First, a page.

For 38 years of my adult life I was involved in some way or another with the Air Force Chaplain Corps. I have known/met all of the seventeen Chief of Air Force Chaplains with the exception of the present one. The Air Force is not as old as I am. It was established in September 1947. I was four years old!
Thirteen years later, I enlisted in the Air Force and became a part of the Air Force Chaplain Service. Major General Terrance P. Finnegan was the Chief of Air Force Chaplains then, and after his two years of service was followed by Robert P. Taylor (a survivor of the Bataan Death March of World War II). But it is the first Chief of Air Force Chaplains who enters my mind this morning (and I have not the slightest idea why).
Charles I. Carpenter was born in Wilmington, Delaware in 1906 and became an ordained Methodist pastor serving parishes in Delaware, Pennsylvania and Maryland. In 1936 he entered the Army as a chaplain. In 1942, he was assigned to the Pentagon to establish chaplaincy work in the United States Army Air Forces, and later reassigned as the senior Air Chaplain in Europe during the closing years of WWII. After the war, he returned to Washington as Air Chaplain and served in this capacity until he became the Chief of Chaplains of the newly formed United States Air Force. It was Carpenter who shaped and molded the Air Force Chaplain Corps as I knew it. He served as the Air Force Chief of Chaplains for ten years. In 1958 (“at no other time in American military history, as far as this writer knows, has a two-star general relinquished his stars for the rank of colonel”) he became Protestant Cadet Chaplain at the newly established US Air Force Academy in Colorado Springs and continued in that position until his retirement from active duty in November 1960. Carpenter, as he moved from the Chief’s Office to the Academy, wrote to a friend, “I pass from this phase of life without any lingering regret. God is good to give me a career that started because of my desire to serve young men, and now, in the close, I have the privilege again of such service.”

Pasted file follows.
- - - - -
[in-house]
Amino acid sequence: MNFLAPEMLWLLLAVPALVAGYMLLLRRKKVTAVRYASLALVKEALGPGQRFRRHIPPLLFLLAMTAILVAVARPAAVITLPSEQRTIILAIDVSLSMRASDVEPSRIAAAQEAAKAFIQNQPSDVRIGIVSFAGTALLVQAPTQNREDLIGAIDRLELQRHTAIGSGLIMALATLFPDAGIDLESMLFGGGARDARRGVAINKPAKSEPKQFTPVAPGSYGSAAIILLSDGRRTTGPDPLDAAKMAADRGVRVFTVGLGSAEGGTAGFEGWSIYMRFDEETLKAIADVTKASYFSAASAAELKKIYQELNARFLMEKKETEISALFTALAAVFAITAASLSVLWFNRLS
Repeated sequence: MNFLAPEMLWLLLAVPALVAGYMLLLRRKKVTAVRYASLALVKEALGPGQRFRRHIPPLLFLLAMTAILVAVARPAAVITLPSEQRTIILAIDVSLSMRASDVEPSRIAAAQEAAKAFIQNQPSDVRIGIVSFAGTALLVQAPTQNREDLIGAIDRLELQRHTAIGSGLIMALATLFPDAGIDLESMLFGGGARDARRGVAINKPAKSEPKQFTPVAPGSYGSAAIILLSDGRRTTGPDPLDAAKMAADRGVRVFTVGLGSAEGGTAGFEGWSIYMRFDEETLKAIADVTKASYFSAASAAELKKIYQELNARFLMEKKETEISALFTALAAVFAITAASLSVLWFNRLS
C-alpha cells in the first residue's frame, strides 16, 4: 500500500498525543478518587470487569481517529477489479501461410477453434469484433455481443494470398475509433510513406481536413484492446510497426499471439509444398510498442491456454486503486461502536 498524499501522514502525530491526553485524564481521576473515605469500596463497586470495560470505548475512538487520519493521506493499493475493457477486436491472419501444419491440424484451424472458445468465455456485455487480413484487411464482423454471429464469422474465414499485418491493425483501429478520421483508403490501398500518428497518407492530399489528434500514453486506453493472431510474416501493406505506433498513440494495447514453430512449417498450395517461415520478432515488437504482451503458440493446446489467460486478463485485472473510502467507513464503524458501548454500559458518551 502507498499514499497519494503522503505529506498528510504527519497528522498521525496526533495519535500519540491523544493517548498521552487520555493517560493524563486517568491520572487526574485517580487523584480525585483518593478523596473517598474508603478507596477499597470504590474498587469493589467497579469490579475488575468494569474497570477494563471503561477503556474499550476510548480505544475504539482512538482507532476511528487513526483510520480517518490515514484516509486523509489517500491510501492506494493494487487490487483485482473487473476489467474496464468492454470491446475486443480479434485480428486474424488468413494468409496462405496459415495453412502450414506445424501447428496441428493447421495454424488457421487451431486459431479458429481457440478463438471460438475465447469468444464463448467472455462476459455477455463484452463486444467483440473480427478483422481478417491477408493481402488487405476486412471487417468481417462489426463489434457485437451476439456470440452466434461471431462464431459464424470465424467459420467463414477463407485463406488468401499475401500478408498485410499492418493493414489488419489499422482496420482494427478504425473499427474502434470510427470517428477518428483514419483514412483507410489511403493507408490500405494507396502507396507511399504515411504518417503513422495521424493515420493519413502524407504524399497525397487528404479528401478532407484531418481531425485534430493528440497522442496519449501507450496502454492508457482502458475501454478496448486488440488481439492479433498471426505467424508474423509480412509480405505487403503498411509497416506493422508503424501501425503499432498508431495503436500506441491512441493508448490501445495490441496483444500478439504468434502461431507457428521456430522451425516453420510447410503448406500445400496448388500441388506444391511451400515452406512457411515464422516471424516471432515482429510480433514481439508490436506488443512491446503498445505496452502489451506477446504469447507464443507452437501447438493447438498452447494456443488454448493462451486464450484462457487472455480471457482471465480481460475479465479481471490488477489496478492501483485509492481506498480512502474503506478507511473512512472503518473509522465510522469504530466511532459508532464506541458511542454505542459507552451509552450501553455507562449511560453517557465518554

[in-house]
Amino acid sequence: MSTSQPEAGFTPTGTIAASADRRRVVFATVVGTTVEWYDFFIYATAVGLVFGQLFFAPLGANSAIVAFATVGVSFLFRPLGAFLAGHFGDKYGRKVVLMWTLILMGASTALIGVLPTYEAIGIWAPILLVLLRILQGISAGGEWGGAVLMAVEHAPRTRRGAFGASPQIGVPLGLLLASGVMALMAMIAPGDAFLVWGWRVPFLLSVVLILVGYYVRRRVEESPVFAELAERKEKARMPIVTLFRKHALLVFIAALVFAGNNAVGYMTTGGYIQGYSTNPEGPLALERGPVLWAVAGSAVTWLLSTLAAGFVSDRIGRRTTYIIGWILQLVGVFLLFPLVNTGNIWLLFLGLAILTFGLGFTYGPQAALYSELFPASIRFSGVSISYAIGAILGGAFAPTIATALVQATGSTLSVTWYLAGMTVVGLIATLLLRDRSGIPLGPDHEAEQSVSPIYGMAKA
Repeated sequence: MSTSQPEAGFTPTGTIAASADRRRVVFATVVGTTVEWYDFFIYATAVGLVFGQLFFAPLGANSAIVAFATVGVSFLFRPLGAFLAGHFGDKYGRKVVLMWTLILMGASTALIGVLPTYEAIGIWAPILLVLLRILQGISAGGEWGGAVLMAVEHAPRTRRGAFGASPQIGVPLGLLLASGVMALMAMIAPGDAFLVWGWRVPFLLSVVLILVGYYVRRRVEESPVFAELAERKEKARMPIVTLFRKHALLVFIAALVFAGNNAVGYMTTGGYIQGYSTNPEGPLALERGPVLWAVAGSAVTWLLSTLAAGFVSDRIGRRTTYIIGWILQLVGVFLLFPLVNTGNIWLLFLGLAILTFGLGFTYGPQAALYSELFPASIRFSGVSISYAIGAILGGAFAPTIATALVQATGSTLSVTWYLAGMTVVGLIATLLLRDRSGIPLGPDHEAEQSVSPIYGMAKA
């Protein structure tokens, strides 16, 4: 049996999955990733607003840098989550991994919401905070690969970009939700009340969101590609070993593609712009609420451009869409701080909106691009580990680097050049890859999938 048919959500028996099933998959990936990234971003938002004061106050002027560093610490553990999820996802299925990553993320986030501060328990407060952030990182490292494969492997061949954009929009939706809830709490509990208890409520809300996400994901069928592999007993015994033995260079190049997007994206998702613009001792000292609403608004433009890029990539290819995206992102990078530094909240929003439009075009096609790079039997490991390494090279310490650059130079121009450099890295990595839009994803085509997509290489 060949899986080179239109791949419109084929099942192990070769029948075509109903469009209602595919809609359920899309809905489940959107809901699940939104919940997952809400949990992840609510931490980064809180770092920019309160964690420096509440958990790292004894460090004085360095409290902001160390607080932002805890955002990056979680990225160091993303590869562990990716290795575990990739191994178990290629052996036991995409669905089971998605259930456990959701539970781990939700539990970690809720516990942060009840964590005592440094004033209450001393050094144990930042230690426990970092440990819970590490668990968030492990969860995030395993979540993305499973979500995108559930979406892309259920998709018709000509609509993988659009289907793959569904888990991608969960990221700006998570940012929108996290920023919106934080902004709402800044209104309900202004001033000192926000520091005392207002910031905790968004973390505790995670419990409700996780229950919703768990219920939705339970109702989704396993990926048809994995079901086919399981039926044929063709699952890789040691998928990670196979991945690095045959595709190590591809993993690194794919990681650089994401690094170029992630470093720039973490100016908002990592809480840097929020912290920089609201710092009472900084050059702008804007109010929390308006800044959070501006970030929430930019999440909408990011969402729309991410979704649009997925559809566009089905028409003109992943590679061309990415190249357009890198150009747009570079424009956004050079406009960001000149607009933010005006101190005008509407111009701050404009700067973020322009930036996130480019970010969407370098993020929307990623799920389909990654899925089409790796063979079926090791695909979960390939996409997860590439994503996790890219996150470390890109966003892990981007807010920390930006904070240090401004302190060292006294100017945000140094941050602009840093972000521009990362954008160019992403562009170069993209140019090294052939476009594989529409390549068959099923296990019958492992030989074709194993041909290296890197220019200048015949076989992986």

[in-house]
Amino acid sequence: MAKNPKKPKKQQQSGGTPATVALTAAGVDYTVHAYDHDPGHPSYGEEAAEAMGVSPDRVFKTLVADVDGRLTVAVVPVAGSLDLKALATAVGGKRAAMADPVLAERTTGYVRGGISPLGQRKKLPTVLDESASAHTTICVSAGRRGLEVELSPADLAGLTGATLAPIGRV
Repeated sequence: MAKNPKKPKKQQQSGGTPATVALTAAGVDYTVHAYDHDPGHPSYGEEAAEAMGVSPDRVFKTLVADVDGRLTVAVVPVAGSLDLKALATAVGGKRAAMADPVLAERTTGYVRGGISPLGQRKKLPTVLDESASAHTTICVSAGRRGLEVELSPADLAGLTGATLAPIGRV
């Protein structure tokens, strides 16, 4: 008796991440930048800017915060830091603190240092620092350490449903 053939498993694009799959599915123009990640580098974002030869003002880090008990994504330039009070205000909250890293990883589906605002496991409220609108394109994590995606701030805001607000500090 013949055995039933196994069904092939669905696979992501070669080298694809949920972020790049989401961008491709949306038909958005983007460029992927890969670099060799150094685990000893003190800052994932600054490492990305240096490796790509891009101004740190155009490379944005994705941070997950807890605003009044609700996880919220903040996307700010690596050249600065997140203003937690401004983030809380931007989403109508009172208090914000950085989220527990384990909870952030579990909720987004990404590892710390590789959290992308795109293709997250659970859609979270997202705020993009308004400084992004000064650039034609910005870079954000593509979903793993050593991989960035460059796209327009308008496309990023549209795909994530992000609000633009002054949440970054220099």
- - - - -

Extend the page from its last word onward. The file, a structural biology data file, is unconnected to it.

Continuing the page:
Eight years later, as a candidate for ordination in the Methodist Church, I was interviewed and examined by the Board of Ministry of the Peninsula Conference. Charles I. Carpenter was a member of that Board. I can still remember his humble spirit, his wit and charm, as he gave me a “thumbs up.” Charles I. Carpenter was one of the “greats” in the history of the Air Force Chaplaincy and I had the privilege to serve in that Chaplain Corps he helped to mold and to shape, a ministry that touched my own life and the lives of so many, many men and women of the Air Force over the past 70 years.
|The journey is full of connections--like stepping from lily|
pad to lily pad...